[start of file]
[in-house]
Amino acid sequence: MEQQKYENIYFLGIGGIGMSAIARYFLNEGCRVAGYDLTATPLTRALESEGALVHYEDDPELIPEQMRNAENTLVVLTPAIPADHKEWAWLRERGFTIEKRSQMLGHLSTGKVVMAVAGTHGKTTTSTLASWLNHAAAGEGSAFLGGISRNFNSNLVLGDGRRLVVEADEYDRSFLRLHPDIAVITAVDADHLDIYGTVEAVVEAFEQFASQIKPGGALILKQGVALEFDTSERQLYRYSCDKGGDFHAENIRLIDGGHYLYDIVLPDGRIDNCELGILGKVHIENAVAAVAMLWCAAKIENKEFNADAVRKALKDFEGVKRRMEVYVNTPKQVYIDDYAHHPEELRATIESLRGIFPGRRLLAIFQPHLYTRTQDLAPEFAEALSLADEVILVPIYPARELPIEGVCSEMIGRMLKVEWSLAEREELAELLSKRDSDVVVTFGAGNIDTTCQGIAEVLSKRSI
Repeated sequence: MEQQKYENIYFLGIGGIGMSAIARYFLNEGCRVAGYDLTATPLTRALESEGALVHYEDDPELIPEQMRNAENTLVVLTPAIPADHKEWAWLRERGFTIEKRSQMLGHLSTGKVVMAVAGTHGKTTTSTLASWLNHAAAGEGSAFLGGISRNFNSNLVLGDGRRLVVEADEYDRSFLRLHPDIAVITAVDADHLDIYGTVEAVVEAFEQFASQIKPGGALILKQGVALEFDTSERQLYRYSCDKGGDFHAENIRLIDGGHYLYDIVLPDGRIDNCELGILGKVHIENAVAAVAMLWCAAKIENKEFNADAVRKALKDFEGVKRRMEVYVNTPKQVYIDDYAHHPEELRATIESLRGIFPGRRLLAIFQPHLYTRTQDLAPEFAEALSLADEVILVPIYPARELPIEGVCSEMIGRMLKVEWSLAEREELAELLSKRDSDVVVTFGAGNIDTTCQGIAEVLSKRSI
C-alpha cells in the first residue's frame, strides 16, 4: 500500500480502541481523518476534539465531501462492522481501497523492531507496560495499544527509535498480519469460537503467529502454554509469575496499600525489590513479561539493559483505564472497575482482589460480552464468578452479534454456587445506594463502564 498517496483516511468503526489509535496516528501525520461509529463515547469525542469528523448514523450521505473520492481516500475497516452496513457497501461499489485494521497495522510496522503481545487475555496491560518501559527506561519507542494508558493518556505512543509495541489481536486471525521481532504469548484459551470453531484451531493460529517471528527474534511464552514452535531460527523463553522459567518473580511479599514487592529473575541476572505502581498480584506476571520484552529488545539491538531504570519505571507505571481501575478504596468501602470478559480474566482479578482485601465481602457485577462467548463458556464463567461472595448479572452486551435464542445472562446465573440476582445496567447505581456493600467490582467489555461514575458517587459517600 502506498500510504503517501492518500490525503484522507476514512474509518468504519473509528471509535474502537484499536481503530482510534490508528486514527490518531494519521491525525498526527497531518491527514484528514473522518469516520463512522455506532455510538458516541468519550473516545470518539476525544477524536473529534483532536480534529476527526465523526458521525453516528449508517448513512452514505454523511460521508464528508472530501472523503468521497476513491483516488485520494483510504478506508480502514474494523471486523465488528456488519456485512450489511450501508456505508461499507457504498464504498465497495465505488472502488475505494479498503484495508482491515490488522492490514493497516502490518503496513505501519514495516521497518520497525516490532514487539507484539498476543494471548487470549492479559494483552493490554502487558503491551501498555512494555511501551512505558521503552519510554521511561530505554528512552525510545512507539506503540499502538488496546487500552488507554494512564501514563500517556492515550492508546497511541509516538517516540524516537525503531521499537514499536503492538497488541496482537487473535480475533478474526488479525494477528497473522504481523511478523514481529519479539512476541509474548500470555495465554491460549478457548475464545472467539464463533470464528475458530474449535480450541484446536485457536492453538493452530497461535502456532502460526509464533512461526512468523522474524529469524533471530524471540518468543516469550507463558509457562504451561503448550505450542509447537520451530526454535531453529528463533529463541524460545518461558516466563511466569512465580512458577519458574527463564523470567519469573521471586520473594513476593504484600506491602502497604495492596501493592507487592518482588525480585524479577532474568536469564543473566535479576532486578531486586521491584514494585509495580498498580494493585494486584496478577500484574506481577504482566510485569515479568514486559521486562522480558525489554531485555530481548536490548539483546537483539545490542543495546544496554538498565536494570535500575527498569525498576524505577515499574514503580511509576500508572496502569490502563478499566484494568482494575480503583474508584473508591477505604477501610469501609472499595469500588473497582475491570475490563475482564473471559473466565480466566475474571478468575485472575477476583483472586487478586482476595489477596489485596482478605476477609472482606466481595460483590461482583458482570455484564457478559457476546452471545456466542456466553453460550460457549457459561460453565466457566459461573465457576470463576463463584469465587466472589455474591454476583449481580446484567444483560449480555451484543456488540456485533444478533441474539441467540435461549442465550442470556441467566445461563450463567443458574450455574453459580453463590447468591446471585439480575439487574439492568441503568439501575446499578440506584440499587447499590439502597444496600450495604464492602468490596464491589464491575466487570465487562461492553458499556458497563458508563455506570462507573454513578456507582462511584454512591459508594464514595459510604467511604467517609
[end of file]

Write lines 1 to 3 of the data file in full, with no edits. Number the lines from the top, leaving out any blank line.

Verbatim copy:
[in-house]
Amino acid sequence: MEQQKYENIYFLGIGGIGMSAIARYFLNEGCRVAGYDLTATPLTRALESEGALVHYEDDPELIPEQMRNAENTLVVLTPAIPADHKEWAWLRERGFTIEKRSQMLGHLSTGKVVMAVAGTHGKTTTSTLASWLNHAAAGEGSAFLGGISRNFNSNLVLGDGRRLVVEADEYDRSFLRLHPDIAVITAVDADHLDIYGTVEAVVEAFEQFASQIKPGGALILKQGVALEFDTSERQLYRYSCDKGGDFHAENIRLIDGGHYLYDIVLPDGRIDNCELGILGKVHIENAVAAVAMLWCAAKIENKEFNADAVRKALKDFEGVKRRMEVYVNTPKQVYIDDYAHHPEELRATIESLRGIFPGRRLLAIFQPHLYTRTQDLAPEFAEALSLADEVILVPIYPARELPIEGVCSEMIGRMLKVEWSLAEREELAELLSKRDSDVVVTFGAGNIDTTCQGIAEVLSKRSI
Repeated sequence: MEQQKYENIYFLGIGGIGMSAIARYFLNEGCRVAGYDLTATPLTRALESEGALVHYEDDPELIPEQMRNAENTLVVLTPAIPADHKEWAWLRERGFTIEKRSQMLGHLSTGKVVMAVAGTHGKTTTSTLASWLNHAAAGEGSAFLGGISRNFNSNLVLGDGRRLVVEADEYDRSFLRLHPDIAVITAVDADHLDIYGTVEAVVEAFEQFASQIKPGGALILKQGVALEFDTSERQLYRYSCDKGGDFHAENIRLIDGGHYLYDIVLPDGRIDNCELGILGKVHIENAVAAVAMLWCAAKIENKEFNADAVRKALKDFEGVKRRMEVYVNTPKQVYIDDYAHHPEELRATIESLRGIFPGRRLLAIFQPHLYTRTQDLAPEFAEALSLADEVILVPIYPARELPIEGVCSEMIGRMLKVEWSLAEREELAELLSKRDSDVVVTFGAGNIDTTCQGIAEVLSKRSI